Want to know another chef highly respected in the food world who has a really great place to eat here? Marco Canora of HEARTH.. Or go to ESTELA; you missed seeing the Obamas but you can watch a very talented chef who isi a big name in our little neck of the woods. (Chef Mattos of Estela has a new, Italian place which is good but not as creative as Estela)

CRAFT is a ddependable favorite of mine with emphasis on ingredients and fairly simple prep; I think Tom Colicchio is a big deal on Top Chef, is he not?

Want to go super high-end? MAREA, MODERN DINING ROOM and JEAN GEORGES are three that I like. No one does pasta here in NYC better than Michael White of Marea and Ai Fiori.

To be clear, I do not watch the Food Network or Top Chef so have little idea of who is popular on those programs. But this is a fabulous time for NYC restaurants for people who are really into the food itself as opposed to the guys with the "brands." Most of the chefs I've mentioned have been James Beard winners or nominees. These are the people respected in the food world, not just by the food tv=show groupies.
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Old Jul 27th, 2016, 01:16 PM
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Small quibble on price of Babbo quoted above. We go at least twice a month in certain seasons and with my quartino of wine, maybe a cocktail, and several courses (enough to be full to the gills) we have never paid $200 for two people. I think our bill usually works out to about $150+ for two with tip. Not saying it's not possible to go vastly higher but we hold back on bottles of wine and usually skip dessert. Very good value and portions are a decent size.
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Old Jul 27th, 2016, 08:02 PM
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Wow! Thanks so much for all the amazing suggestions everyone! Already googling the menus and will make reservations soon! Very excited, thanks again, much appreciated!!!!
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Old Jul 27th, 2016, 09:58 PM
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Disclaimer-I have not eaten at the expensive David Chang restaurants but live within minutes of the cheaper ones and I don't get it.
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Old Jul 28th, 2016, 06:07 AM
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If you are looking for a David Chang reservation, the easiest table to get is Ma Peche in Midtown.
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Old Jul 28th, 2016, 07:15 AM
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Disclaimer-I have not eaten at the expensive David Chang restaurants but live within minutes of the cheaper ones and I don't get it.

Sorry you don't get it. If you actually wanted to "get it", you could pick up his cookbook, as he explains what he was thinking in some detail.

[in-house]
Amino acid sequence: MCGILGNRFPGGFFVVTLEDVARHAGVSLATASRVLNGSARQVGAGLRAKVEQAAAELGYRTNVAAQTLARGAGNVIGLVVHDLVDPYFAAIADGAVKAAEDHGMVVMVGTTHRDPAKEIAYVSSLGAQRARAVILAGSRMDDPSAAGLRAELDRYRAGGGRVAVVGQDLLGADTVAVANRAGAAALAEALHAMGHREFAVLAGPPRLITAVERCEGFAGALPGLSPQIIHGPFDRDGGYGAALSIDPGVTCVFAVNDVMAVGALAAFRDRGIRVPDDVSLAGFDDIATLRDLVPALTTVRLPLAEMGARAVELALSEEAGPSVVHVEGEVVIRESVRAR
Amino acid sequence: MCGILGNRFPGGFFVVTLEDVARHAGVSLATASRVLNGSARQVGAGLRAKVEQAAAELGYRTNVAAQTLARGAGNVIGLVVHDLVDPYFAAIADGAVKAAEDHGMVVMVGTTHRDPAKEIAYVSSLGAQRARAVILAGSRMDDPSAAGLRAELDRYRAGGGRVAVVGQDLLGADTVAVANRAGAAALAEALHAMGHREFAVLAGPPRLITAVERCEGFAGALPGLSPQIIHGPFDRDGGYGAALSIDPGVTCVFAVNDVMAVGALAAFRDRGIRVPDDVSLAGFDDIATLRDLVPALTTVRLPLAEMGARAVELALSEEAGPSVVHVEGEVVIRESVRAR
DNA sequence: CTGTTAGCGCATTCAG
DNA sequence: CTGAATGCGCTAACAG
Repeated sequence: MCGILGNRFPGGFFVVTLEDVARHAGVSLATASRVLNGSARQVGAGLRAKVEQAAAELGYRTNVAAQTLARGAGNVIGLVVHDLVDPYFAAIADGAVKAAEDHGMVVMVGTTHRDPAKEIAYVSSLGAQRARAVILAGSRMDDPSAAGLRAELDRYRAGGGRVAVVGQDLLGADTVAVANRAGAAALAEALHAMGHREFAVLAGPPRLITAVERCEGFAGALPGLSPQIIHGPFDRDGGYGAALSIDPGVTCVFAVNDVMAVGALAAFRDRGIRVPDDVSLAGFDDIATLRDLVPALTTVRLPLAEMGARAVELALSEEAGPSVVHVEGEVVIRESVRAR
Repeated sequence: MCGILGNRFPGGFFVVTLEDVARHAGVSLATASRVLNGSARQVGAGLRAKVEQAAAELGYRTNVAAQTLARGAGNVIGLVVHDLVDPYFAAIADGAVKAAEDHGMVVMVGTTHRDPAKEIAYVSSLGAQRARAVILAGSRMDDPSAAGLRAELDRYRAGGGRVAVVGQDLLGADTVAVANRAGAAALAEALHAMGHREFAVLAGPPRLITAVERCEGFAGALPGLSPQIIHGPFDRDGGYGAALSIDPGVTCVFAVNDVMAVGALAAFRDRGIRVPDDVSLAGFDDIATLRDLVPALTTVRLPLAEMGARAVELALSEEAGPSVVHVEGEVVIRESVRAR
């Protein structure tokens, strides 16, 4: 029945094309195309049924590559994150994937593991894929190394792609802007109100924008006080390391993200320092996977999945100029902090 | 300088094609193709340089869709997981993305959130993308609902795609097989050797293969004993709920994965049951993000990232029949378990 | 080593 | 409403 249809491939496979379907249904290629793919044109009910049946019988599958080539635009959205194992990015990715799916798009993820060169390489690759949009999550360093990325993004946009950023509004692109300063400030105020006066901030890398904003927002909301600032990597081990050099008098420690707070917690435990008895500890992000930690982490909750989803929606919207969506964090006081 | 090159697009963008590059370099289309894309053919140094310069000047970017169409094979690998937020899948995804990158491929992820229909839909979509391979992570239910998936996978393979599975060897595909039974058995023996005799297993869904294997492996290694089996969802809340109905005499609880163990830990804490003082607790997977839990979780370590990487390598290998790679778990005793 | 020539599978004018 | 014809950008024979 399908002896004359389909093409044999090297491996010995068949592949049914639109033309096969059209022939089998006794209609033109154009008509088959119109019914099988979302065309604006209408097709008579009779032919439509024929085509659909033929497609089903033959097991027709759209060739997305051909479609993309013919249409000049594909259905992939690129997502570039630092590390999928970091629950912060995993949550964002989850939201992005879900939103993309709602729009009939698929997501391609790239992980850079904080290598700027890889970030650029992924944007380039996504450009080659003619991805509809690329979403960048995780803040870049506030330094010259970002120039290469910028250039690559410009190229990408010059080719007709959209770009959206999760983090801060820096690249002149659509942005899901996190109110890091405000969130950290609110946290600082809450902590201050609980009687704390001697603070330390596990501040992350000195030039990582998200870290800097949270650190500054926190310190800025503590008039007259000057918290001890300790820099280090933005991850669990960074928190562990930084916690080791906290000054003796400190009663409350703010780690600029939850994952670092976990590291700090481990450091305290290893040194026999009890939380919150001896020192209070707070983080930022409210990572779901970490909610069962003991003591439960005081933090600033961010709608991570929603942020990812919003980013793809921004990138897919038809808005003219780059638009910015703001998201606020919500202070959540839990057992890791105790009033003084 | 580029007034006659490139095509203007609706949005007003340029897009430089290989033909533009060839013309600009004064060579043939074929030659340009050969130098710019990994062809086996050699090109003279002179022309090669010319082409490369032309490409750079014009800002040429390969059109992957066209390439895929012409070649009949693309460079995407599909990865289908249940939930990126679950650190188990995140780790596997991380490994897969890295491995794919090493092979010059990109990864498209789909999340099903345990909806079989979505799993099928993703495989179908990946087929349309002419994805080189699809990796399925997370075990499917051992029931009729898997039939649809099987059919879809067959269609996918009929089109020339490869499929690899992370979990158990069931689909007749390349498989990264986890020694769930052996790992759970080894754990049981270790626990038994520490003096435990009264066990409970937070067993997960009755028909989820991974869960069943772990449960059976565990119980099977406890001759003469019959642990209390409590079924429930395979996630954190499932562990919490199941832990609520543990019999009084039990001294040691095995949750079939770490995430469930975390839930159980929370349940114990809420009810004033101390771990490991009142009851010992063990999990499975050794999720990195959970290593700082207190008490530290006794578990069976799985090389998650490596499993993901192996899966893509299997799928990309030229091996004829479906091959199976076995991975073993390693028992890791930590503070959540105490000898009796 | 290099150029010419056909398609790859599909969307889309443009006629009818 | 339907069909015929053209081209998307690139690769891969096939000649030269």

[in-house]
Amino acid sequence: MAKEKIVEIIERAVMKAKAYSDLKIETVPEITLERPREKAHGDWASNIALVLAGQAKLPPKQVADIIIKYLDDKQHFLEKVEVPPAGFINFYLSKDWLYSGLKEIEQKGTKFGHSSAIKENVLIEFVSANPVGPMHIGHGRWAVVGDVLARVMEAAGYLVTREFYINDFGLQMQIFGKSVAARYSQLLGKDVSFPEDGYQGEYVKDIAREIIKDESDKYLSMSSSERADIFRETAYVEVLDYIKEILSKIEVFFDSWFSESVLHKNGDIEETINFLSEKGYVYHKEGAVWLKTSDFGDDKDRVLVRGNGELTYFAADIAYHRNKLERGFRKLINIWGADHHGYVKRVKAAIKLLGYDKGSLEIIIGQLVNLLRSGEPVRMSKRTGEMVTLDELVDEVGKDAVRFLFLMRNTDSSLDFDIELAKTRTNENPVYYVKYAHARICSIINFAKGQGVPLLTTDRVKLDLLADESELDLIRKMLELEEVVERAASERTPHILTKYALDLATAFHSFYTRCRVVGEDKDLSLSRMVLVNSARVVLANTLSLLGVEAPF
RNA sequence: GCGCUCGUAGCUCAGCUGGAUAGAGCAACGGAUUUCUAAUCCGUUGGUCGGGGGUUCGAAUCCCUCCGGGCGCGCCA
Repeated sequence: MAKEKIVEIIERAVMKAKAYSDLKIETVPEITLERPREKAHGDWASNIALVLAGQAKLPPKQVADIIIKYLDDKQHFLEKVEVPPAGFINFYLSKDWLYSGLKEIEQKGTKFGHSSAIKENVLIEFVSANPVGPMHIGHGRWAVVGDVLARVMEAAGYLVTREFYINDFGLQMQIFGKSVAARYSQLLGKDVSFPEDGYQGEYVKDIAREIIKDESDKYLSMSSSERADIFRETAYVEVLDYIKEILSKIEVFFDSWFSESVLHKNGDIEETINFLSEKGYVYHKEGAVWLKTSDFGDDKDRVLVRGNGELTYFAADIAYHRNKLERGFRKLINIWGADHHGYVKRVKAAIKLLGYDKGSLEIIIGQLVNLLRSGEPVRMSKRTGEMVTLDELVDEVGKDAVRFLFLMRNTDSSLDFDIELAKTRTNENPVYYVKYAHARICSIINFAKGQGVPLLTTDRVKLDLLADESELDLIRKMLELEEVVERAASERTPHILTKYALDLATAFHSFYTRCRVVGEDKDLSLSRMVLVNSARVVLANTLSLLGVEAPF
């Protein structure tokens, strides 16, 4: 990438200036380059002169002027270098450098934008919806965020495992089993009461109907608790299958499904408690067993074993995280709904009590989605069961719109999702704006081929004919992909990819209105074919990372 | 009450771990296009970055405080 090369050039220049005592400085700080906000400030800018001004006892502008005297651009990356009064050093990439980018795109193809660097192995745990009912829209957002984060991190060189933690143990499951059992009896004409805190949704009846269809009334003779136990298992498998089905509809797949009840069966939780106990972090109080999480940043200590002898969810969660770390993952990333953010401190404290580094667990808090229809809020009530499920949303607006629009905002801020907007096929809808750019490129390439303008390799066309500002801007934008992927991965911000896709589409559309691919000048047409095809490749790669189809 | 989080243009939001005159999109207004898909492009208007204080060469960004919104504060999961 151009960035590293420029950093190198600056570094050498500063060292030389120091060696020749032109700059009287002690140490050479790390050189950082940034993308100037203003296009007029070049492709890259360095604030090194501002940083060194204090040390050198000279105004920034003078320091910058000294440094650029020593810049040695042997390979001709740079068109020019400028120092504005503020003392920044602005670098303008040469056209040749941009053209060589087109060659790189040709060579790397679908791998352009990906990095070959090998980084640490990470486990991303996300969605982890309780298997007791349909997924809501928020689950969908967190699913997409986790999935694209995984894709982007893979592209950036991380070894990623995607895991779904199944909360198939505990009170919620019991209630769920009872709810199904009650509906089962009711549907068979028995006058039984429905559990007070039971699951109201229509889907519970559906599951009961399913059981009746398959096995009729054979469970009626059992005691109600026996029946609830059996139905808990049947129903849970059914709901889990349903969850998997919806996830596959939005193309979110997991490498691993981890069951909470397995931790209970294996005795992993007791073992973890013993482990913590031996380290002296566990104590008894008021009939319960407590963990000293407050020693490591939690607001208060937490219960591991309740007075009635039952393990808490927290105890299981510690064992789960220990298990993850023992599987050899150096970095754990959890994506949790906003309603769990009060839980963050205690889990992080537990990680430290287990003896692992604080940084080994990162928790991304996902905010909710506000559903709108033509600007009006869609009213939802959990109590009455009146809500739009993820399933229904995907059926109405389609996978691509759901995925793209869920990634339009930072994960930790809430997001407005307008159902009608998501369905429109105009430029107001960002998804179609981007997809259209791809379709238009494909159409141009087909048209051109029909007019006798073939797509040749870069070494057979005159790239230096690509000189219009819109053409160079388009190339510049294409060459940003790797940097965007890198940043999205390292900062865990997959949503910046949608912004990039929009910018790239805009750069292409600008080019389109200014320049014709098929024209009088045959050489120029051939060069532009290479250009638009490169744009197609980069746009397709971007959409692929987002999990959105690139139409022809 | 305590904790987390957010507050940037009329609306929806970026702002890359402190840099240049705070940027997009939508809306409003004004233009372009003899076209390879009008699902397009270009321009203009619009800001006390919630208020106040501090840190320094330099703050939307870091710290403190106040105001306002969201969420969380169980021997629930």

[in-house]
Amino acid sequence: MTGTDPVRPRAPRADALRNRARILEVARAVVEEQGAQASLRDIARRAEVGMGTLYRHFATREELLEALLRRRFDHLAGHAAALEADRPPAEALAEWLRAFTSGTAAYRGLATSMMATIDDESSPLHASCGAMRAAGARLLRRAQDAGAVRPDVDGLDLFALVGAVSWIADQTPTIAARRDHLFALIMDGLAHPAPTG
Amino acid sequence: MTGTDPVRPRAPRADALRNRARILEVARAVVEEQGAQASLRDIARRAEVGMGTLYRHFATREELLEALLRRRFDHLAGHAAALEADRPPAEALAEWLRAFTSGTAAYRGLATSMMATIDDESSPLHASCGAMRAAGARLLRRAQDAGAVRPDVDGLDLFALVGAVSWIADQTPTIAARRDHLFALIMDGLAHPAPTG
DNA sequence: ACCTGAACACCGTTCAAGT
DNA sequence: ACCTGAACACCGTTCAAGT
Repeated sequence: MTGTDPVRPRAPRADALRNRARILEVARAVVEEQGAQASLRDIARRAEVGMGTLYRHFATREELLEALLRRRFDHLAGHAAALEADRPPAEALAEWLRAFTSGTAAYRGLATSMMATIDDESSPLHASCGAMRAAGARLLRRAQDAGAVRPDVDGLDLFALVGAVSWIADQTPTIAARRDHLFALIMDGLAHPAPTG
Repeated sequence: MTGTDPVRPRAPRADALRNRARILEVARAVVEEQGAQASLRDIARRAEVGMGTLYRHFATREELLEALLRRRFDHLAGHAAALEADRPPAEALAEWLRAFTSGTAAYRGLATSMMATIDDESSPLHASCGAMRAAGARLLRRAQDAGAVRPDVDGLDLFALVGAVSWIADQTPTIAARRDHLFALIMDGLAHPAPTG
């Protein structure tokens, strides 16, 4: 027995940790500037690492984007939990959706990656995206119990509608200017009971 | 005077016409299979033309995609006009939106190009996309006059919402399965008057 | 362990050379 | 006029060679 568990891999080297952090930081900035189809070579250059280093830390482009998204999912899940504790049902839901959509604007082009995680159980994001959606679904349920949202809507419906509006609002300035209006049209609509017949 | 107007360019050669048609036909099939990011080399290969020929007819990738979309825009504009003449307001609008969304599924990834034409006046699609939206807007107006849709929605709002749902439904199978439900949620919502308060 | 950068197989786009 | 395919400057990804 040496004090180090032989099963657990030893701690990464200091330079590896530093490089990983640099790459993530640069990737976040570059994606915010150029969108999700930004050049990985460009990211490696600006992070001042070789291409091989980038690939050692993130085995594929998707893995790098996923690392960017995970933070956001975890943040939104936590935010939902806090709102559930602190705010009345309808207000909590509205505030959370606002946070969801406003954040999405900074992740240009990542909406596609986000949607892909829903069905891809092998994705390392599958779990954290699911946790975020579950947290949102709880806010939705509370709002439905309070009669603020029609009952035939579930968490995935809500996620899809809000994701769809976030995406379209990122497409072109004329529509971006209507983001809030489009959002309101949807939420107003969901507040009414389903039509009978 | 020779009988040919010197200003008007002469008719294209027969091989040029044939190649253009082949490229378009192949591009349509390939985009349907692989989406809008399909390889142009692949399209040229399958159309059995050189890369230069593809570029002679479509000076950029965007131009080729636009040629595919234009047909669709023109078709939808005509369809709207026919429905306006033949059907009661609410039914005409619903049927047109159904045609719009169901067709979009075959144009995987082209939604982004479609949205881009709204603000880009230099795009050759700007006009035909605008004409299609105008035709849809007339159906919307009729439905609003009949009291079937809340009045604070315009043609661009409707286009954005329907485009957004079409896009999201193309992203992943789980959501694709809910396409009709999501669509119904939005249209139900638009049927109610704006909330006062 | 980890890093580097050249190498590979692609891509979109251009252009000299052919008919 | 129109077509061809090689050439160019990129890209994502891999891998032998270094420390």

Like I said, he has his detractors and that includes people that pass judgment without actually eating there.

If you are looking for a David Chang reservation, the easiest table to get is Ma Peche in Midtown.

I've never had much of a problem getting a table at Ssam by simply showing up at 11:30 for lunch. Ko is not that hard to get into since the move to the (much) bigger space - still hard, but it used to be impossible. Noodle Bar is a zoo.
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Old Jul 28th, 2016, 09:15 AM
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So, now I have to read about his food to appreciate it. Gee, I always thought it was the taste that counts. Crazy Me.

But if you want to join the herd, be my guest.
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Old Jul 28th, 2016, 09:54 AM
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So, now I have to read about his food to appreciate it. Gee, I always thought it was the taste that counts. Crazy Me.

You haven't tasted it either, so your comments are quite misplaced. I was merely pointing out (politely I might add) that your comment on the restaurant is, well, worthless. You haven't eaten at the restaurant. You haven't read anything about it. You just happen to live nearby, which informs your opinion in no way, shape, or form. Stick to commenting on things you know about.

And, yes, I happen to enjoy understanding what influences a dish.

But if you want to join the herd, be my guest.

I'd rather be part of the herd appreciating innovative, quality food than one that dismisses it without trying it or otherwise gathering any information about it whatsoever.
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Old Jul 28th, 2016, 11:30 AM
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Gourmet, we were there when it opened and before the fooderatti became orgasmic.
________________________

You haven't eaten at the restaurant. You haven't read anything about it. You just happen to live nearby, which informs your opinion in no way, shape, or form. Stick to commenting on things you know about.

Here is something I know, only a rude egotistical prig would claim what another does and knows. And I do not need to be led by the nose to what is good and not good. MOOOOOOO.